The Symbiotic Relationship Between the World Economy and Black Market

Posted on January 5, 2012


Not many people think of shantytowns, illegal street vendors, and unlicensed roadside hawkers as major economic players. But according to journalist Robert Neuwirth, that’s exactly what they’ve become. In his new book, Stealth of Nations: The Global Rise of the Informal Economy, Neuwirth points out that small, illegal, off-the-books businesses collectively account for trillions of dollars in commerce and employ fully half the world’s workers. Further, he says, these enterprises are critical sources of entrepreneurialism, innovation, and self-reliance. And the globe’s gray and black markets have grown during the international recession, adding jobs, increasing sales, and improving the lives of hundreds of millions. It’s time, Neuwirth says, for the developed world to wake up to what those who are working in the shadows of globalization have to offer. We asked him how these tiny enterprises got to be such big business.

I didn't know Blackmarket entrepreneurs were such snappy dressers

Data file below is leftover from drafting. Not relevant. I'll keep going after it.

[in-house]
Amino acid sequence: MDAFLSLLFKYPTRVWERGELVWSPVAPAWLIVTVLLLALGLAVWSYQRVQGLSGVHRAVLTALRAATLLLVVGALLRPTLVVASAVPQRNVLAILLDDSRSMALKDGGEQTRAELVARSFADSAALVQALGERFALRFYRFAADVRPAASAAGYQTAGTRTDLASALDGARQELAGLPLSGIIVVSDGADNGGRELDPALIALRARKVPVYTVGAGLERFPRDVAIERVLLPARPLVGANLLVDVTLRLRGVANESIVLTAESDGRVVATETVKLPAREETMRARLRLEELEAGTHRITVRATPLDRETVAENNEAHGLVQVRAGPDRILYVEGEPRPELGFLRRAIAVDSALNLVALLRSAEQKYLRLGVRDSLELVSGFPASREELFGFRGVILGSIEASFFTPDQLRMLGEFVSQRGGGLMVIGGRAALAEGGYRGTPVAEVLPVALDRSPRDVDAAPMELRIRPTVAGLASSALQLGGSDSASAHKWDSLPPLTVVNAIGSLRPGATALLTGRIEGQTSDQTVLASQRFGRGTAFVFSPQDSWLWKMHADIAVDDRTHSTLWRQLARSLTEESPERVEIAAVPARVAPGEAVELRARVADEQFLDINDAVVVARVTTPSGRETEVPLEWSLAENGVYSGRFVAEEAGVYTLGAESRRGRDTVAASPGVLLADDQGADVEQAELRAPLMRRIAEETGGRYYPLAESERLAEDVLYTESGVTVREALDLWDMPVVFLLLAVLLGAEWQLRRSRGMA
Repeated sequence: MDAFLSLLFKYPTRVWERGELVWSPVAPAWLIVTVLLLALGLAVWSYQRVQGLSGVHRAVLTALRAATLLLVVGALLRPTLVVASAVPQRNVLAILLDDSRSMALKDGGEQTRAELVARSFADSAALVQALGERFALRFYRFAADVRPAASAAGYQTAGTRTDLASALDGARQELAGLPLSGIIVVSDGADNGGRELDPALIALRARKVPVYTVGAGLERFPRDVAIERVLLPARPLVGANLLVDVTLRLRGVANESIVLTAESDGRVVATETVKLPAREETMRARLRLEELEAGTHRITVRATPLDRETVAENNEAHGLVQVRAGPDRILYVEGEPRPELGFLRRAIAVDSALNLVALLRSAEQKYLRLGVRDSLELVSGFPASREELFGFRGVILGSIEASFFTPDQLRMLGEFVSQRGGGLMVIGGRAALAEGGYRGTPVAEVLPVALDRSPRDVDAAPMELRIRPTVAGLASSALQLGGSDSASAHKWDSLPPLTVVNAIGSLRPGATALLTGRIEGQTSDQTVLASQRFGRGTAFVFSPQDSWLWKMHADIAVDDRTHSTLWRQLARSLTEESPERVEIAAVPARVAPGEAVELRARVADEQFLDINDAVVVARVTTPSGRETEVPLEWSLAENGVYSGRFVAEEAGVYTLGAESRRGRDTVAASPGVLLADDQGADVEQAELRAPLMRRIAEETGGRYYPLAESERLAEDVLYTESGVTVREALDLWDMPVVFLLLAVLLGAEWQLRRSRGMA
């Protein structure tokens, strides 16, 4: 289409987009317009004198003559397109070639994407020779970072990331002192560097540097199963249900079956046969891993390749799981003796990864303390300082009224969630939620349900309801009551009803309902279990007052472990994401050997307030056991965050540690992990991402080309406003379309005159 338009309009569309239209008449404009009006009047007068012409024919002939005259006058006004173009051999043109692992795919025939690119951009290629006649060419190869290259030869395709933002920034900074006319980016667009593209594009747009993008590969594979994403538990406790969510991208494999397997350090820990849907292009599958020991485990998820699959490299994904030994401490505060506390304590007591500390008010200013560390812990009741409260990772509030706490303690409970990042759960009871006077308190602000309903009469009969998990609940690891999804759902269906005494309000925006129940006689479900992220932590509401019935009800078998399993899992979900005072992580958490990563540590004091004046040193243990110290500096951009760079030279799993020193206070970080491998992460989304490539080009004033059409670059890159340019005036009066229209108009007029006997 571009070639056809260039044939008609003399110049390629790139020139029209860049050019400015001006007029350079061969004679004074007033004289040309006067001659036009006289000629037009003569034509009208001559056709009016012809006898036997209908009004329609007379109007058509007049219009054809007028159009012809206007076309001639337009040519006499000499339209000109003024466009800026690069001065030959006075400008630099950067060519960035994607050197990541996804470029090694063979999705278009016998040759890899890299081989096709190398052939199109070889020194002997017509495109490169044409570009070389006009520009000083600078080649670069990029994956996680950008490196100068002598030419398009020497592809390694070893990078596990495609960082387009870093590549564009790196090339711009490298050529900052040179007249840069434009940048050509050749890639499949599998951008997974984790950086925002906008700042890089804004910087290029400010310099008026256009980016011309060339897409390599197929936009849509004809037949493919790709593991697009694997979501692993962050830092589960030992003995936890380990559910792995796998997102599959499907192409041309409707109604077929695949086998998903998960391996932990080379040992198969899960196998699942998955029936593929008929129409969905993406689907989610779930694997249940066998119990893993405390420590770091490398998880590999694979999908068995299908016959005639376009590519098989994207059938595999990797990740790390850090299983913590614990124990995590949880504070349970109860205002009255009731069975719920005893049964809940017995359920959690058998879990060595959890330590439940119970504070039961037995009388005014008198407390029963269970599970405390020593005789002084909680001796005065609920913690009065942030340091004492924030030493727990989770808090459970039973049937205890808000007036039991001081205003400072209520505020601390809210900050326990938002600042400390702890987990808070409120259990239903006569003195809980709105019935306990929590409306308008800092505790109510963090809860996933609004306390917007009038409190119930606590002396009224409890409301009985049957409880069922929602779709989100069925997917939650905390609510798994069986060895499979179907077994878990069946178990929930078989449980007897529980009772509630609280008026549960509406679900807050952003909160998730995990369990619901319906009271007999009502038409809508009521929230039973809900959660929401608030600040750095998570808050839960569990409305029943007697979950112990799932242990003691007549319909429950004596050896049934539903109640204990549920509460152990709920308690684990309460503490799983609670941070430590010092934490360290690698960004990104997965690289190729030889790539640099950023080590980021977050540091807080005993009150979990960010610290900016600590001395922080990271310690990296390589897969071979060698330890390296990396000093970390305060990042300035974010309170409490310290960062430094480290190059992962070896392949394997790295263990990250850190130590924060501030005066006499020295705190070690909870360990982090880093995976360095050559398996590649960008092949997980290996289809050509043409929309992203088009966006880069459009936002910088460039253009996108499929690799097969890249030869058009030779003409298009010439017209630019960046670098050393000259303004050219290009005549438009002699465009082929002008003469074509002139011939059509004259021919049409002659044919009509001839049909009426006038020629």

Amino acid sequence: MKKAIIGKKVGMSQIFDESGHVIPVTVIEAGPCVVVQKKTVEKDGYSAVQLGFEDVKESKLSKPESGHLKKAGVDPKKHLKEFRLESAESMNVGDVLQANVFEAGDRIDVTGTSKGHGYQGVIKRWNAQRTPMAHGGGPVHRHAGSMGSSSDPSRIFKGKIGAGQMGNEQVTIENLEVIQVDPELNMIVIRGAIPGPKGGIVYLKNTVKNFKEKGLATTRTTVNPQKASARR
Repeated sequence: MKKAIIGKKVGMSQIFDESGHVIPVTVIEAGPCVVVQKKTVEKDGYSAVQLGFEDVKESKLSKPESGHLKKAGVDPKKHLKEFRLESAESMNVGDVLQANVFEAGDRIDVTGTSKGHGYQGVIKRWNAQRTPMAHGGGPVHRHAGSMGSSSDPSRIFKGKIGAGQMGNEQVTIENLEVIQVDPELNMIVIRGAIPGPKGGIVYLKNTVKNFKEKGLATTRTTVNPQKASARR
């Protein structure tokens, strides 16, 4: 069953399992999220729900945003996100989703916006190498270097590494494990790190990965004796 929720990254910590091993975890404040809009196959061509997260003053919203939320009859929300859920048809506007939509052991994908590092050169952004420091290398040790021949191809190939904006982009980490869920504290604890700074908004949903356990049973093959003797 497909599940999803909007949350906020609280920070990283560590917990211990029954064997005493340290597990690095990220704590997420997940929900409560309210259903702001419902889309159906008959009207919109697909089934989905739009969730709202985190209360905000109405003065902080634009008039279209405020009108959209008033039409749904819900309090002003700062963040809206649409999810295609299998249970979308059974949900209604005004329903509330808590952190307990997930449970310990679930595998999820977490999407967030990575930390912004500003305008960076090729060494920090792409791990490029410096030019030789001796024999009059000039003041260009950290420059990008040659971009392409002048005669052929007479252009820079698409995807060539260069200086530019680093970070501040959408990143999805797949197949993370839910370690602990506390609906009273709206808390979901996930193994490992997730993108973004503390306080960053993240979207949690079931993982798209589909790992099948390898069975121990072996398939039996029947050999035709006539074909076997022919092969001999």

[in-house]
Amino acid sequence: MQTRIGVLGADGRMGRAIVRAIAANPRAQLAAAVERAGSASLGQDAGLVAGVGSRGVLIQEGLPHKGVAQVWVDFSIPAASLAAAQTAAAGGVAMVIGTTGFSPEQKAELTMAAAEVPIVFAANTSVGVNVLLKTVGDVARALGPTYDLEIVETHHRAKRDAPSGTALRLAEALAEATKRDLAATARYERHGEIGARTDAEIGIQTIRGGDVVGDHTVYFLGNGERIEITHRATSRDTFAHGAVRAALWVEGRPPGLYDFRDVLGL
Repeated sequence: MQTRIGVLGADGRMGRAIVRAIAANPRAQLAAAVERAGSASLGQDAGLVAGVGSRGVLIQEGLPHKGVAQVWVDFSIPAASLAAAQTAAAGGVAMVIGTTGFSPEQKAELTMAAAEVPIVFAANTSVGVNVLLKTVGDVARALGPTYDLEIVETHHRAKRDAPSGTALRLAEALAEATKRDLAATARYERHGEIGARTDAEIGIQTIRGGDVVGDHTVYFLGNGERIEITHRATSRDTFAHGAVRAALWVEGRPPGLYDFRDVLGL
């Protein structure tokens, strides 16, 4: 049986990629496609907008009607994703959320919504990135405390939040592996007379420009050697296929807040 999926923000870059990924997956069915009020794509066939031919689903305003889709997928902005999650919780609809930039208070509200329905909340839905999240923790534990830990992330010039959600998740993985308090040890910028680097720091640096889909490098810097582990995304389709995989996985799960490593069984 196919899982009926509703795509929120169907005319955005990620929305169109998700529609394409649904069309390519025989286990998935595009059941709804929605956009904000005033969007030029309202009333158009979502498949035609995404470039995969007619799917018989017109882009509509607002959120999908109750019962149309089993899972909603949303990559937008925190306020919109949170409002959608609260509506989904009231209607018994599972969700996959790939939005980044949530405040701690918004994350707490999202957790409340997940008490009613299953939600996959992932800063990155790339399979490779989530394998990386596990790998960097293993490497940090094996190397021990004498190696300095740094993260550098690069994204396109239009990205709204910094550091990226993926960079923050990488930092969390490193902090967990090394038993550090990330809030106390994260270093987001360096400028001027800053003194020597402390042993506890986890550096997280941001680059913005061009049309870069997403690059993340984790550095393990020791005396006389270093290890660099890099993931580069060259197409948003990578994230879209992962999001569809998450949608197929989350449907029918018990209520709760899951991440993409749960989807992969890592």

Untaxed, Unlicensed, and Unregulated: System D. Economics

There’s a French word for someone who’s self-reliant or ingenious: débrouillard. This got sort of mutated in the postcolonial areas of Africa and the Caribbean to refer to the street economy, which is called l’économie de la débrouillardise—the self-reliance economy, or the DIY economy, if you will. I decided to use this term myself—shortening it to System D—because it’s a less pejorative way of referring to what has traditionally been called the informal economy or black market or even underground economy. I’m basically using the term to refer to all the economic activity that flies under the radar of government. So, unregistered, unregulated, untaxed, but not outright criminal—I don’t include gun-running, drugs, human trafficking, or things like that. [Read More]

The Monsieur’s Brief: Procter & Gamble, Unilever, Colgate-Palmolive may sell a lot of stock through unlicensed vendors (through a 3rd party middleman of course) in developing countries but have you thought about how you found the same bottle of Dove Bodywash or Head & Shoulders Shampoo at the $2 shop for less than retail at Woolworths in Australia. Moral of the story, the blackmarket is a vital part of the global economy and there’s no need to pay full retail when you can shop around and find the same thing at the Thrift Store.

Posted in: the critic